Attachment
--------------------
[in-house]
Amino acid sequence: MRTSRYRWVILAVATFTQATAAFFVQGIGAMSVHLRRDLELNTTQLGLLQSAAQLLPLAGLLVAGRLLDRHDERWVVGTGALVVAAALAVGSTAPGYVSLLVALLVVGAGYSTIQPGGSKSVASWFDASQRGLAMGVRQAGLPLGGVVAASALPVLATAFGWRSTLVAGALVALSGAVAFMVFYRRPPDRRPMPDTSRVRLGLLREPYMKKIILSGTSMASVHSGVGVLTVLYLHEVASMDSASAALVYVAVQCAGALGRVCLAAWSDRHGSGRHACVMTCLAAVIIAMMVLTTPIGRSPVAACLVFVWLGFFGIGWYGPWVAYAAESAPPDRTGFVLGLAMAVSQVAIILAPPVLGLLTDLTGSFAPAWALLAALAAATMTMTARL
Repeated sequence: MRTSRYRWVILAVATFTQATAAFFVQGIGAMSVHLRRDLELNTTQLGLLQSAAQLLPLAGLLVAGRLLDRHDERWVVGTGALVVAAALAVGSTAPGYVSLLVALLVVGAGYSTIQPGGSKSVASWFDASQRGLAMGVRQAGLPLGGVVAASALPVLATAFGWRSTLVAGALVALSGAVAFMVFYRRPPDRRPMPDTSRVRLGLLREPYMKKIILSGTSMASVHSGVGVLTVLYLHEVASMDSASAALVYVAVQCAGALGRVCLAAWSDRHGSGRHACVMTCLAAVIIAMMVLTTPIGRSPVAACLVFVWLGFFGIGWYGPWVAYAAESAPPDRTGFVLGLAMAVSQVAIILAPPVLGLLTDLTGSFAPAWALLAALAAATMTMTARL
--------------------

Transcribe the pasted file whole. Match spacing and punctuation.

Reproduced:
[in-house]
Amino acid sequence: MRTSRYRWVILAVATFTQATAAFFVQGIGAMSVHLRRDLELNTTQLGLLQSAAQLLPLAGLLVAGRLLDRHDERWVVGTGALVVAAALAVGSTAPGYVSLLVALLVVGAGYSTIQPGGSKSVASWFDASQRGLAMGVRQAGLPLGGVVAASALPVLATAFGWRSTLVAGALVALSGAVAFMVFYRRPPDRRPMPDTSRVRLGLLREPYMKKIILSGTSMASVHSGVGVLTVLYLHEVASMDSASAALVYVAVQCAGALGRVCLAAWSDRHGSGRHACVMTCLAAVIIAMMVLTTPIGRSPVAACLVFVWLGFFGIGWYGPWVAYAAESAPPDRTGFVLGLAMAVSQVAIILAPPVLGLLTDLTGSFAPAWALLAALAAATMTMTARL
Repeated sequence: MRTSRYRWVILAVATFTQATAAFFVQGIGAMSVHLRRDLELNTTQLGLLQSAAQLLPLAGLLVAGRLLDRHDERWVVGTGALVVAAALAVGSTAPGYVSLLVALLVVGAGYSTIQPGGSKSVASWFDASQRGLAMGVRQAGLPLGGVVAASALPVLATAFGWRSTLVAGALVALSGAVAFMVFYRRPPDRRPMPDTSRVRLGLLREPYMKKIILSGTSMASVHSGVGVLTVLYLHEVASMDSASAALVYVAVQCAGALGRVCLAAWSDRHGSGRHACVMTCLAAVIIAMMVLTTPIGRSPVAACLVFVWLGFFGIGWYGPWVAYAAESAPPDRTGFVLGLAMAVSQVAIILAPPVLGLLTDLTGSFAPAWALLAALAAATMTMTARL